How to Fix a Slice: Top Tips For a Straighter Ball Flight
If you’re like 99.9% of golfers, I’m sure you’ve asked yourself (and the Golf Gods), “How do I correct my slice?”
It’s a great question because a slice off the tee has ruined so many golfers’ potential. I’m convinced that nearly all players at some point or another have had to overcome this swing issue.
It’s just a natural part of the game but the good news is that you can learn how to fix a slice by changing a few pieces of your golf swing. With some changes to your setup position, ball position, and takeaway, you can finally learn how to hit it straight (or even hit a draw).
Keep reading to learn how to fix a slice quickly.
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How to Fix a Slice – 5 Long-Term Strategies
A slice in golf is a tough shot to play consistently for a few reasons.
First, a slice kills your distance which is more important than ever in today’s game. The longer you hit the ball (even if it’s not always the most accurate), the easier it is to score well. Since a slice has so much side spin, it won’t carry or roll as far which hurts your total distance.
Second, not only does it hurt your distance but a slice hurts your accuracy too. Slicers tend to live more in the right trees than the fairway, oftentimes having to hit difficult recovery shots just to get the ball back in play.
Finally, it’s a frustrating shot that seems to get worse sometimes during the round. This can lead to confidence issues and thinking way too much about your swing and mechanics, instead of focusing on scoring well on the course.
So if you can relate to one or more of these issues, I’m here to help. Before sharing the best ways to correct a slice, first make sure your driver is in the right setting.
If your club has sliding weights or an adjustable hosel, make sure it’s set to a draw and/or toe weighting. While this isn’t a long-term fix it can help minimize your slice in the short-term while you make these swing changes for the future.
Here are five strategies so you can learn how to fix a slice fast.
1. Strengthen Your Grip
The grip is one of the most important parts of golf as it’s the only part of your body touching the club. Your grip position and grip pressure play a big role in your ball striking and shot shape.
The reason most golfers slice the ball is from a grip that is too weak. This could be from a weak left hand and a weak right hand too. In general, it stems mostly from the left hand (assuming you’re a right-handed golfer) as it’s the dominant hand holding the club.
When you strengthen your grip, it will make it easier to take the club back more neutral and on the proper swing plane. Even a neutral grip (vs. a strong grip), will make it easier to reduce your slice, hit it straight, or even draw the golf ball.
Buy a Grip Training Aid
One of the easiest ways to feel the right grip position is with a grip training aid like this one. The modified grip will make it easy to position your hands in the right spot and feel a stronger grip. Use this trainer all the time, even when you’re just watching TV, to get comfortable with your new grip.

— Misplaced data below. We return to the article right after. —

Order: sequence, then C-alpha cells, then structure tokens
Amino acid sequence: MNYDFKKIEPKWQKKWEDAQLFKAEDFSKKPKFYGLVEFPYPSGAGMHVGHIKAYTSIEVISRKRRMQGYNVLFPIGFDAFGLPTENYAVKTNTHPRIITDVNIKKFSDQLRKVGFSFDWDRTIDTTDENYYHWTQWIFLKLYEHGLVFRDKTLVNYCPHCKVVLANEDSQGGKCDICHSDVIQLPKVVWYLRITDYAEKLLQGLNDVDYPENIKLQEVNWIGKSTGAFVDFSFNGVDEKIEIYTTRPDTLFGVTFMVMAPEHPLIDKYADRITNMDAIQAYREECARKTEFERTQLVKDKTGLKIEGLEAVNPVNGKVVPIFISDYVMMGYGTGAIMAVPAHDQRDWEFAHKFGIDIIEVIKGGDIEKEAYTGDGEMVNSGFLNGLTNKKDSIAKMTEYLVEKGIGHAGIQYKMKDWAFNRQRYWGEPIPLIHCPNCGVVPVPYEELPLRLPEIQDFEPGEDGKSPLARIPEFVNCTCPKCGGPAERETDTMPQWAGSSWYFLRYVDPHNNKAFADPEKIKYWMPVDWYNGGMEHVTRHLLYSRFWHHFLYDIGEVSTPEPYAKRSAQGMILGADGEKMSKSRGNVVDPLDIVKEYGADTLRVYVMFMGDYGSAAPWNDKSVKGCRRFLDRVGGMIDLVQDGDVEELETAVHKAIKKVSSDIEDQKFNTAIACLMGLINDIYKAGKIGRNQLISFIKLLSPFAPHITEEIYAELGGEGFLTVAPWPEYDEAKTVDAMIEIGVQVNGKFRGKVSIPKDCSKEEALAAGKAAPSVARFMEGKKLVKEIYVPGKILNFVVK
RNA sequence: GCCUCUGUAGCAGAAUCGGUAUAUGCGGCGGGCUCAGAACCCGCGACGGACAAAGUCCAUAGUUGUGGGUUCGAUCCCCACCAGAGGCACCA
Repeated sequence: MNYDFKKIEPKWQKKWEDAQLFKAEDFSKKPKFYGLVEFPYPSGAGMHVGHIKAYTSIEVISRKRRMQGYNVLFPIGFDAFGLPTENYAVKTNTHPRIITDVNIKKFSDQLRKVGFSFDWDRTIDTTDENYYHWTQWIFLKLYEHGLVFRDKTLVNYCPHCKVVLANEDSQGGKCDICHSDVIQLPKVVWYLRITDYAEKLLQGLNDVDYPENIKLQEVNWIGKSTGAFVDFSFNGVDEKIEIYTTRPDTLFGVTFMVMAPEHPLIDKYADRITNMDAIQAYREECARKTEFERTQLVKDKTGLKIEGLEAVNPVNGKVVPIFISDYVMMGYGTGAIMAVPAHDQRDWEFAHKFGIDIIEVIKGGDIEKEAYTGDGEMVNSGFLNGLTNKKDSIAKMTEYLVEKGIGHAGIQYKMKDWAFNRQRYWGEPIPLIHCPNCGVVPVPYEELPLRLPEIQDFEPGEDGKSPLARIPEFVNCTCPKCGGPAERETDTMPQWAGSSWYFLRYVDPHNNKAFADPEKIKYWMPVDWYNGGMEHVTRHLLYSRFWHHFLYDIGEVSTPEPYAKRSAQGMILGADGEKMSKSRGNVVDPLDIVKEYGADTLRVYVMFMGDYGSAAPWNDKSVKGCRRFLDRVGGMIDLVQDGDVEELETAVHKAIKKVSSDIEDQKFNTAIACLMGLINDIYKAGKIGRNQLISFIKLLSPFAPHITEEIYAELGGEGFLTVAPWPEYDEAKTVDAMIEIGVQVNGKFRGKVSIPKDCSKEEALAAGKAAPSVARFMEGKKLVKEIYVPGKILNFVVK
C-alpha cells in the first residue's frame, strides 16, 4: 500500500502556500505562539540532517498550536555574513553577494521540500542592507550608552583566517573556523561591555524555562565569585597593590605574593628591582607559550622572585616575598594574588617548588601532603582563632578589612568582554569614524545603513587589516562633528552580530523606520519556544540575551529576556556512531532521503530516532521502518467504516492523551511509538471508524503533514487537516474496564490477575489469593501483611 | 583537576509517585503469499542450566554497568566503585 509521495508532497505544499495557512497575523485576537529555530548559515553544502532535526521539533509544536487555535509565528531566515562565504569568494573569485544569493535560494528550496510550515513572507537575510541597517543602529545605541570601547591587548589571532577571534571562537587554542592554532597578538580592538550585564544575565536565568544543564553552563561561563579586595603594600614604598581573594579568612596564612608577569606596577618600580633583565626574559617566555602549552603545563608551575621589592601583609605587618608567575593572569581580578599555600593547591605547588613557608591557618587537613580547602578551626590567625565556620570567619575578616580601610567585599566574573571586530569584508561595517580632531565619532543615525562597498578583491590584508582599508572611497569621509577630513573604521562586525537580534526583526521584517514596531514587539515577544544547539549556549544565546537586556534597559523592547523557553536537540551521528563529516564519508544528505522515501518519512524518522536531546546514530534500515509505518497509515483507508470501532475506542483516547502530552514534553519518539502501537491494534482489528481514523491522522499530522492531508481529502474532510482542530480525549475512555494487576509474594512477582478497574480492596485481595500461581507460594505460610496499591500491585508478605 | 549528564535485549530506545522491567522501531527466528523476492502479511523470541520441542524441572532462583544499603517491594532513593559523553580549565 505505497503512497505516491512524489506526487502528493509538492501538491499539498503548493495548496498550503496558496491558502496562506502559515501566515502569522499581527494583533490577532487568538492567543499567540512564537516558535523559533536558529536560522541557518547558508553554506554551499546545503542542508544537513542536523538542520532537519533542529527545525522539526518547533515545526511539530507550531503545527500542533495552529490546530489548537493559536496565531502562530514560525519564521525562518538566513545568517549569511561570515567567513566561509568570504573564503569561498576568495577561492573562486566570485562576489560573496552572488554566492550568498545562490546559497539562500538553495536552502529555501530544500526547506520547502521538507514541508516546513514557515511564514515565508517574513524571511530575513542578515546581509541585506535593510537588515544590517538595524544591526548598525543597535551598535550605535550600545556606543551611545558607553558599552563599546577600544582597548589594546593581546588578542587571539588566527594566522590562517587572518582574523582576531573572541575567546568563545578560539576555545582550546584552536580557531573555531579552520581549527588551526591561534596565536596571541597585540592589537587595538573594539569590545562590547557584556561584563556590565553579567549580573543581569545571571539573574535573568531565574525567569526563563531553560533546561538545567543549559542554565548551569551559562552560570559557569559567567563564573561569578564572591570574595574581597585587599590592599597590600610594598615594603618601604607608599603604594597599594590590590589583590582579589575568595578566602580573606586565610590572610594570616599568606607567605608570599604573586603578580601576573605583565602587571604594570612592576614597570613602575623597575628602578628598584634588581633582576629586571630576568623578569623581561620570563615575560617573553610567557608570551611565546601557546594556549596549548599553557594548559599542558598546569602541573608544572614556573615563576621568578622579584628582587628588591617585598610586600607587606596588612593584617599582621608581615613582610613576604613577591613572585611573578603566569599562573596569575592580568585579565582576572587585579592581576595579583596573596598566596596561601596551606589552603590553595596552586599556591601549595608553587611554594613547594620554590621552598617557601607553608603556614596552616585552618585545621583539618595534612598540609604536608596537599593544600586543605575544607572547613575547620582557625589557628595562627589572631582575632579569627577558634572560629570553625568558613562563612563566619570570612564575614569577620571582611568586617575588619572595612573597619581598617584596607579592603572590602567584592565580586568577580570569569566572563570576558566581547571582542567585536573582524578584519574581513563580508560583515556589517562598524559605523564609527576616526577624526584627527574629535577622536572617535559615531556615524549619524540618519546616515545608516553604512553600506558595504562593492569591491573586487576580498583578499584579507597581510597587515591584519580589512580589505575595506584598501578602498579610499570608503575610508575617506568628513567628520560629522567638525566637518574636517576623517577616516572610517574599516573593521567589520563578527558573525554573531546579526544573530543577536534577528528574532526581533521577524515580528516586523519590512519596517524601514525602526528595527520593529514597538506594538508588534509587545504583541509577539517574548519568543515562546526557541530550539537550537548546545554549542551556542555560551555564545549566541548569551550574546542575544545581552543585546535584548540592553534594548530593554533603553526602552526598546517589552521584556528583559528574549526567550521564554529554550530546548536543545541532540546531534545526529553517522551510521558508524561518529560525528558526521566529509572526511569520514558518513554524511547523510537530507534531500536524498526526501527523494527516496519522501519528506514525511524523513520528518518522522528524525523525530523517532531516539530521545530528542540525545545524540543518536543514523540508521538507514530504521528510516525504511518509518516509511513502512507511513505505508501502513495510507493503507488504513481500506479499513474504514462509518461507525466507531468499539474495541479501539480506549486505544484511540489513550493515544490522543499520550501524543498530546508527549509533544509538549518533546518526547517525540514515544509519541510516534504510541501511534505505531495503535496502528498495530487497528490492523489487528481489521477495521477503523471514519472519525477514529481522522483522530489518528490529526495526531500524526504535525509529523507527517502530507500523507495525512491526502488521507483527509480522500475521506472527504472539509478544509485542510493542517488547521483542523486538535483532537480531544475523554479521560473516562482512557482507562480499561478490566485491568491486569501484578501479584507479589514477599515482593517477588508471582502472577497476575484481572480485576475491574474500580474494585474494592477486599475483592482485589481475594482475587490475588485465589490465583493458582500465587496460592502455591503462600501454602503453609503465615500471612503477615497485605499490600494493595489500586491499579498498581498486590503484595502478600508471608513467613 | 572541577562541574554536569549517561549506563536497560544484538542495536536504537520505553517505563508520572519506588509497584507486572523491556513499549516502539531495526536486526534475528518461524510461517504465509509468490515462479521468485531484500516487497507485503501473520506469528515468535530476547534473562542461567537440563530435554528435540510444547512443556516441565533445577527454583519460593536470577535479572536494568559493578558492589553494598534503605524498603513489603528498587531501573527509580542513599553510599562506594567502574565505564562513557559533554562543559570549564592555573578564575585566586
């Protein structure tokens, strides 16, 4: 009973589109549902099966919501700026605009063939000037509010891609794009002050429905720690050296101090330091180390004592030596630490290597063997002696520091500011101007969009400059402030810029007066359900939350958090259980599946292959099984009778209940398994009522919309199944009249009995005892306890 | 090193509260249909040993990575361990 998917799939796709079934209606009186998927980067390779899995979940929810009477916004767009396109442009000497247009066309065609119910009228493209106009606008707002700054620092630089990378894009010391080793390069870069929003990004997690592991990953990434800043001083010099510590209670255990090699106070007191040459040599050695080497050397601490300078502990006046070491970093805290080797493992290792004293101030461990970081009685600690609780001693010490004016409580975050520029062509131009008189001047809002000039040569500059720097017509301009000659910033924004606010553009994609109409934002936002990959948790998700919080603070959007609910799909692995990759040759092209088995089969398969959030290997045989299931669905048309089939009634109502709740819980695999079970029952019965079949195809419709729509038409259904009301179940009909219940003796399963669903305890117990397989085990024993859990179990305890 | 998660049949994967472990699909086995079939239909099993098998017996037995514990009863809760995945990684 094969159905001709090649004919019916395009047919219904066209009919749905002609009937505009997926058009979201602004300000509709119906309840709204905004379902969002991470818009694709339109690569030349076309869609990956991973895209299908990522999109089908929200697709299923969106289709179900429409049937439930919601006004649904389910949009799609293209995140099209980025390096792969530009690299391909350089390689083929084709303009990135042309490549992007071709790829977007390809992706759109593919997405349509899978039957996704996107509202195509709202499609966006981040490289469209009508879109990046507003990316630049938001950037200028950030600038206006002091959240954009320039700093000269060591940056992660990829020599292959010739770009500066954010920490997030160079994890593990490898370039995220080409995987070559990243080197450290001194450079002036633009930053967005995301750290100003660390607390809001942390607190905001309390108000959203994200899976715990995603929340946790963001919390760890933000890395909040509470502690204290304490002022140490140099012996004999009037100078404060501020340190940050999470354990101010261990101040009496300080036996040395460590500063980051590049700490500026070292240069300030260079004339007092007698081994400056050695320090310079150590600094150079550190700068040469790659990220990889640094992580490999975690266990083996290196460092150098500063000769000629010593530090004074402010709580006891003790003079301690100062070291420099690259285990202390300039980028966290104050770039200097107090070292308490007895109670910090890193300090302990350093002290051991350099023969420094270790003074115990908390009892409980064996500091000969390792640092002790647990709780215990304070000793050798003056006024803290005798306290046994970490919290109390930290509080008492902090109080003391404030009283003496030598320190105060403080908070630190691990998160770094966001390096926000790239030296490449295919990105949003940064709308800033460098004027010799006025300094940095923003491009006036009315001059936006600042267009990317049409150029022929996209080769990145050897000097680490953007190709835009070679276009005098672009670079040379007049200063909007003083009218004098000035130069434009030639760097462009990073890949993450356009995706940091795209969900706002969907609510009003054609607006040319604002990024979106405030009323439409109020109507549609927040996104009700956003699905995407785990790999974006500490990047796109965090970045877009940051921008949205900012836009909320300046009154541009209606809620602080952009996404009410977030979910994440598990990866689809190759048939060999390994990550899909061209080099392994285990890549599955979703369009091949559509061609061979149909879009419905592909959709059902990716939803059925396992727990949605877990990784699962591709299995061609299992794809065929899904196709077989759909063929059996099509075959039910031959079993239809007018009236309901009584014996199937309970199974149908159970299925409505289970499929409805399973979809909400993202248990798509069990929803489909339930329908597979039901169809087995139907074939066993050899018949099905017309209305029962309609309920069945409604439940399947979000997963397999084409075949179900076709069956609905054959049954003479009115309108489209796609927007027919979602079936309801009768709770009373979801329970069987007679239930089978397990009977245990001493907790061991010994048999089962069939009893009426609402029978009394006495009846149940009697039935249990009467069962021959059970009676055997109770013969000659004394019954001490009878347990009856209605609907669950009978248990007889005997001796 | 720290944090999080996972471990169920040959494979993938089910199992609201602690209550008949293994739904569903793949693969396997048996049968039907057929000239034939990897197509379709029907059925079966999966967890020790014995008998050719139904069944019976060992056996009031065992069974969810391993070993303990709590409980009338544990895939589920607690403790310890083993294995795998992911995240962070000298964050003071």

Fair warning, changing your grip will feel extremely uncomfortable in the beginning, especially if you’ve had a weak grip for a long time. That’s why I suggest using a training aid like this one to get into the right position.
Then, practice this new grip on the driving range with plenty of balls before heading to the golf course. While it will feel different for a while, it will lead to straighter, more consistent shots too.
While there might be an uncomfortable and awkward transition between grips, it’s worth it. Having a neutral or strong grip will lead to straighter shots and more power fades, not slices off the tee.
2. Create an Outside Takeaway
Aside from a weak lead hand grip, another common reason so many players slice the ball is an inside takeaway.
An inside takeaway leads to an over the top, steep downswing. This leads to cutting across the ball and producing the dreaded slice that you want to avoid. One of the common causes from this is too much forearm rotation and not enough wrist hinge.
If you take the club back too far inside, it’s nearly impossible to hit it straight or draw the golf ball. Remember, the golf swing is a big loop – when you take it outside then loop it back inside it helps you create lag. This is known as “shallowing” the golf club or an in to out swing which creates a draw.
Best Drill to Fix Inside Takeaway
Here is a great drill from Chris Ryan Golf to stop rolling the club back inside and around vs. picking it up for an outside takeaway. Here’s how to make this move on the driving range or at home:
- To get started, grab a mid-iron and address the golf ball like normal.
- Instead of taking the club back, move the club head straight up so that the butt-end of the club is facing your belt buckle.
- Then, rotate your shoulders until you complete your backswing.
- If you’re on the driving range, you can hit balls using this drill as well.
This drill will add a wrist set and get the clubhead outside the shaft once the club is parallel to the ground. Your forearms will keep rotating the club around your body and get into a much better position at the top of your backswing.